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DonInAZ

Chesapeake Bay Crabbing Skiff by DonInAZ - Midwest Products - Scale 1:20, My first wooden ship build - Small

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Next up was attaching the fore and aft decks and sanding them down to size.

This step revealed the only kit flaw I've come across thus far. The aft deck piece is a fraction too narrow and short to place it as the instructions indicate. The fore deck was fine. Since Midwest has stopped producing model boat kits all together I guess I won't bother with an email...

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False Stempost and Sternpost...

In shapping these I managed to sand the side hull planks near the bow all the way down to the stempost and ended up using a little wood filler to build it back up. No worries since this part of the hull will be painted anyway. The false sternpost is squared off to meet up with the rudder.

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Edited by DonInAZ

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Kit Complaint #2:

The kit instructions say to cut the stem cap and sternpost cap out of a scrap piece 3/16 x 1/ 16 wood. Since nothing was that size in the kit, and I don't have any laying around, I'll be making a trip to Hobby Bench on my lunch hour tomorrow.

I mean really...how hard or expensive would it have been to throw in an inch and half long piece into the lumber bag.

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I lost my modeling area for a time. I have since carved out a corner of my office that will get me back in the game and the Crabbing Skiff back on the ways soon!

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Hi Don! Found your log this morning and I must say that you are making a nice little skiff. Great work so far, I'll be looking forward to seeing more as she progresses. 

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Just a quick update since it's been awhile...

 

I got laid off in late summer of last year (I know...life happens...) and that obviously had an effect on my time and money priorities.  As such, the crabbing skiff (and modeling budget) went back on hold whilst I concentrated on finding a new job.  I did make a little bit of progress in the fall (as seen in the previous few posts) but not a lot.  Well I'm happy to report that right after Thanksgiving, I started a new and better job.  The only problem was that my commute is about 90 min to work and 120 - 150 min home in the evening (depending on traffic) which doesn't leave much time for modeling.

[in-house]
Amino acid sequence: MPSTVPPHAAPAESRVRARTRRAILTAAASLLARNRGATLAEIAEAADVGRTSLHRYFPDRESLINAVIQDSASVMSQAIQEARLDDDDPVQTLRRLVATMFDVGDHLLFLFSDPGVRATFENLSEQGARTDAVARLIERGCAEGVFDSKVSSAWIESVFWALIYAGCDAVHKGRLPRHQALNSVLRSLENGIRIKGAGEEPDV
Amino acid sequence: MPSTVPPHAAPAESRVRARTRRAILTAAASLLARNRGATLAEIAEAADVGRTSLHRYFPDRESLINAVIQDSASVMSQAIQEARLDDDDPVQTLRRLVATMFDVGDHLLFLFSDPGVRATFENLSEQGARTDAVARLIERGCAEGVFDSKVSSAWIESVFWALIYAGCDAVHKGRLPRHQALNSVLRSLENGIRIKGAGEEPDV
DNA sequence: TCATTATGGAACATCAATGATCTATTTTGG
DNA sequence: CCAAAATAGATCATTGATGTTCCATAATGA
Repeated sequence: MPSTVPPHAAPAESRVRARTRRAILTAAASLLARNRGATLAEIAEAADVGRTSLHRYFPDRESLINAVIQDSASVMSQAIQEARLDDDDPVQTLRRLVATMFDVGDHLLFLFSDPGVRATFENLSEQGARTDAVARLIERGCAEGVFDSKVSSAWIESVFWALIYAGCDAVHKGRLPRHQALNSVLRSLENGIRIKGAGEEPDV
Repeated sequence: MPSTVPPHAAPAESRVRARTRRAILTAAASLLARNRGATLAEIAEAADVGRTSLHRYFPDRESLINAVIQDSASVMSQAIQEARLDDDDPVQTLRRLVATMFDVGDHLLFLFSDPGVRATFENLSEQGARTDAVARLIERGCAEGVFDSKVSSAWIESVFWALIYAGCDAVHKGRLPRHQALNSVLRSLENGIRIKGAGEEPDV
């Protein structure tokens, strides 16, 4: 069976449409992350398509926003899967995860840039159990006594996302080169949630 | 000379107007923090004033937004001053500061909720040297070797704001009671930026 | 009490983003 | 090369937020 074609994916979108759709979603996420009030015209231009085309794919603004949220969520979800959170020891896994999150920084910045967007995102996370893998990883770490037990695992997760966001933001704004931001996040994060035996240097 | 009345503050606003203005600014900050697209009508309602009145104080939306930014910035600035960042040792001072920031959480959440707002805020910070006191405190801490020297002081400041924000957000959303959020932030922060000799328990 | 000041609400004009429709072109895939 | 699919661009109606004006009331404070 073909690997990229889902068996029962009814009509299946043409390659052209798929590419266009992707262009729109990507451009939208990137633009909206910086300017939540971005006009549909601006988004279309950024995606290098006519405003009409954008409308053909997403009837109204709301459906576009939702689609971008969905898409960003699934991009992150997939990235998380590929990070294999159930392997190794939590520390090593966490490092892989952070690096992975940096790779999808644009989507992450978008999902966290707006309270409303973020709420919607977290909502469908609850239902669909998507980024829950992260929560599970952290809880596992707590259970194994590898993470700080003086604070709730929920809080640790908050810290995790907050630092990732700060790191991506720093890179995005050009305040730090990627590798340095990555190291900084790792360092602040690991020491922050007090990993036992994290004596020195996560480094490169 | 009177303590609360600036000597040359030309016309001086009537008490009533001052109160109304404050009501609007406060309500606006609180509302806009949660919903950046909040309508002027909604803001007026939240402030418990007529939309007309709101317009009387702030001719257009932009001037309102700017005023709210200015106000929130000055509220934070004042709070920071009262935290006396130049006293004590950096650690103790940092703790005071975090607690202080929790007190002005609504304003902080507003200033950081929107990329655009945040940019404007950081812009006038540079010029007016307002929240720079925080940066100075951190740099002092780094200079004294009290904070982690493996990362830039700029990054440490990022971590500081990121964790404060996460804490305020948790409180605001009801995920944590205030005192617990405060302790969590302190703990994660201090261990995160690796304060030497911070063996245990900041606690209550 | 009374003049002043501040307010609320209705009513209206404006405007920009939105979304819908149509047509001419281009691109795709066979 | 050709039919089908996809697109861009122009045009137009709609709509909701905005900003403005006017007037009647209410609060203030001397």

Anyway, that's probably more than anyone wanted to know about my personal life, but I wanted everyone who might be following this build to know that I have not abandoned the model and nothing has gone wrong with it, I've just had very little spare time lately.  This should all be changing soon as we are in the process of buying a new house that will be closer to the office and will allow me to have a dedicated room/workshop for modeling.  What that also means is that it might be a little while longer before we finish this build as it will take some time to set up in the new house.

 

I have made a bit of progress on the mast, boom and sail and I will try and post something on that soon (before packing up for the move).  Then hopefully come summer, I'll be back in full swing with a dedicated workshop and we'll get this little gal done!

 

Don

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Unfortunately life does tend to get in the way of model building but I am glad to see that you have not quit and are continuing along as time and money permit. Looking forward to having you back at it and seeing the updates!

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So here is the only recent progress I can report on:

I've cut out the sail and shaped and stained the mast and the boom.  As you can see from the picture below the boom is not taking the stain quite as well as the mast did.  I will attempt a few more "coats" and if it still looks dodgy, I will likely just replace it with a higher quality material.  As for the sail itself,  I coated it with dope on both sides to give it a little rigidity.  I'm probably going to experiment a bit more with it since I purchased aftermarket sail cloth and have a lot of extra to try different things.  The one below isn't too bad but the "frays" tend to grow over time even after sealing the edges with fabric sealer.  I don't really like the "hemmed" approach as it usually looks way out of scale.  I have to admit that I don't know a lot about fabric or sewing so I'm a bit out of my element here.  And I'm definitely open to suggestions...

 

As far as the stitch lines on the sail go, I just used a pencil to lightly indicate them.  I still am not completely satisfied with those.  On my next attempt, I think I will use a brown colored pencil.